In light of recent incidents of violence and racial tension in communities across the United States, the president of the U.S. Conference of Catholic Bishops (USCCB) has invited all dioceses across the country to unite in a Day of Prayer for Peace in Our Communities on September 9, the Feast of St. Peter Claver.
The USCCB announced the upcoming day of prayer in response to the many racially-related tensions that have arisen in the nation in the past few years.
At the same time, the bishops also appointed a special task force to support bishops in marking that Day of Prayer, and more broadly, in promoting peace and healing during this time of great strain on civil society.
“I have stressed the need to look toward additional ways of nurturing an open, honest and civil dialogue on issues of race relations, restorative justice, mental health, economic opportunity, and addressing the question of pervasive gun violence,” said USCCB president Archbishop Joseph Kurtz.
“The Day of Prayer and special Task Force will help us advance in that direction. By stepping forward to embrace the suffering, through unified, concrete action animated by the love of Christ, we hope to nurture peace and build bridges of communication and mutual aid in our own communities.”
This special day of prayer will take place next Friday, September 9, on the feast of St. Peter Claver, a 17th century Spanish Jesuit who ministered to African slaves in the New World and who is the patron saint of ministry to African Americans.
The bishop’s Department of Justice, Peace and Human Development has come up with a number of ways parishes can mark this important day of prayer:
1. Pray Together. Use these prayers from the USCCB during Eucharistic celebrations. Gather to pray and reflect. Many faith communities are using the bishops’ letters on Brothers and Sisters to Us and What We’ve Seen and What We’ve Heard, as well as Bishop Braxton’s The Racial Divide, as starting points for reflection and discussion. You can access all of these on the USCCB racism page as well as a video, other reflections materials, and more. The WeAreSaltAndLight.org diversity and racial justice page also contains some excellent resources for reflection.
2. Reach Out Together. Create intentional opportunities for members of your faith community to listen to the stories and experiences of people of ethnicities, languages, and cultures different from their own. This resource on Building Relationships, Creating a Culture of Encounter through One-to-Ones can help guide your efforts for encounter. Another fantastic resource for facilitating encounter between different ethnic groups within a faith community is PICO’s Year of Encounter with Pope Francis program.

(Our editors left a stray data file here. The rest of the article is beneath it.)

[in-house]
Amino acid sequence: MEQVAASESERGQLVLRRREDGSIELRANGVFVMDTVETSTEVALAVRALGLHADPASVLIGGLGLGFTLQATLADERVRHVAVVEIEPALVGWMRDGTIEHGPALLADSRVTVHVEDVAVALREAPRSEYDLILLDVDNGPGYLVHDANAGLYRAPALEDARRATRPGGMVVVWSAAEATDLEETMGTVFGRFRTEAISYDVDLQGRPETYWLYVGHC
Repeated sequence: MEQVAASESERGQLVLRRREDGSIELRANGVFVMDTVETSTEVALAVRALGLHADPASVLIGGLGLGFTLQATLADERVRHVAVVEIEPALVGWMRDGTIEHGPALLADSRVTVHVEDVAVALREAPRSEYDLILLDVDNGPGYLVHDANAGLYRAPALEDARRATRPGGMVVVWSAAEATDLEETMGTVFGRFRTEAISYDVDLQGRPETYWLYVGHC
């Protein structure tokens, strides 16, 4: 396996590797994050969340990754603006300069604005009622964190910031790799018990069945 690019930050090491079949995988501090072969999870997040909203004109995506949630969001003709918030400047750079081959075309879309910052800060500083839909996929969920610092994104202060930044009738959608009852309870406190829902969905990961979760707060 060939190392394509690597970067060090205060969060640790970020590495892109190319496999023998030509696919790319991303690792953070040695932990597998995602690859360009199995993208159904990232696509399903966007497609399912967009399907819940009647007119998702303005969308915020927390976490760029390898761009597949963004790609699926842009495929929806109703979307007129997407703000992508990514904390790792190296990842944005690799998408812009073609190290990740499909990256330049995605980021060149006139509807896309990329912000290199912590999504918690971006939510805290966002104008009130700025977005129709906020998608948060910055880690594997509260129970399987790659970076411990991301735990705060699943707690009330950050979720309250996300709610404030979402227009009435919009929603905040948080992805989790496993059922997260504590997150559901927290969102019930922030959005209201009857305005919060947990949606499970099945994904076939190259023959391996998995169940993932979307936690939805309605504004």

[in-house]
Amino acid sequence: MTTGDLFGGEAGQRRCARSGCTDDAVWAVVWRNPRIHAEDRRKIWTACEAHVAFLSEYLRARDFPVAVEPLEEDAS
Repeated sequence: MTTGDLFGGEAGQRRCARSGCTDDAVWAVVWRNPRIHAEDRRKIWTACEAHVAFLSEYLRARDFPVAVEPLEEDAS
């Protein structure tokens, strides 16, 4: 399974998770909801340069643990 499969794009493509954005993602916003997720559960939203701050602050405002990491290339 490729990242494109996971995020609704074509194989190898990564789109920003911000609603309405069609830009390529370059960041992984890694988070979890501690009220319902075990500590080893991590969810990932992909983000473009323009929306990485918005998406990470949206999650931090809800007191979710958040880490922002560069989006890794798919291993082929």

3. Bring what you’ve learned through reaching out to pray and reflect on the hard questions. Gather with other representatives, including decision makers, in your faith community and ask the hard questions: Does the leadership of our institution reflect the diversity of those we serve? Are the many faces of the diverse body of Christ represented in decision-making processes? How are we inviting and forming leaders? Who is missing around the table? In our worship together, and in activities of our community, do we cultivate welcome, hospitality, and participation for people of all cultures, ethnicities and backgrounds? How do we invite our members to reflect about and understand racism? Privilege? The dignity of all people? Whose untold story do we need to listen to? Are we preaching on, and praying together about, these difficult issues? How are we currently working to change perspectives and address the causes of racism?
4. Learn Together. Make an effort to learn more about racial disparities and the causes of racial tension. Learn about the historical struggle for racial justice in the United States and some of the challenges that remain. In recent years, there has been ample media coverage on disparities in education, housing, employment, the justice system, and other areas. Use the Process for Group Discernment to draw from your experiences of prayer, reflection, encounter, and study to discern what action the Holy Spirit might be calling you to take as a community.
5. Act Together. Some of the faith communities highlighted above chose to reach across faith traditions, joining ecumenical and interfaith efforts to work together on racial and economic justice. You can discover what efforts might already be happening in your community at the PovertyUSA.org website. Other communities felt called to commit to practical changes in the ways they practice hospitality, cultivate leaders, and celebrate cultural traditions. Others are just beginning, but are engaging in important encounter and dialogue that can lay the groundwork for future efforts.
“We are one body in Christ, so we must walk with our brothers and sisters and renew our commitment to promote healing,” said Archbishop Wilton D. Gregory of Atlanta, who will chair the task force.
“The suffering is not somewhere else, or someone else’s; it is our own, in our very dioceses.”
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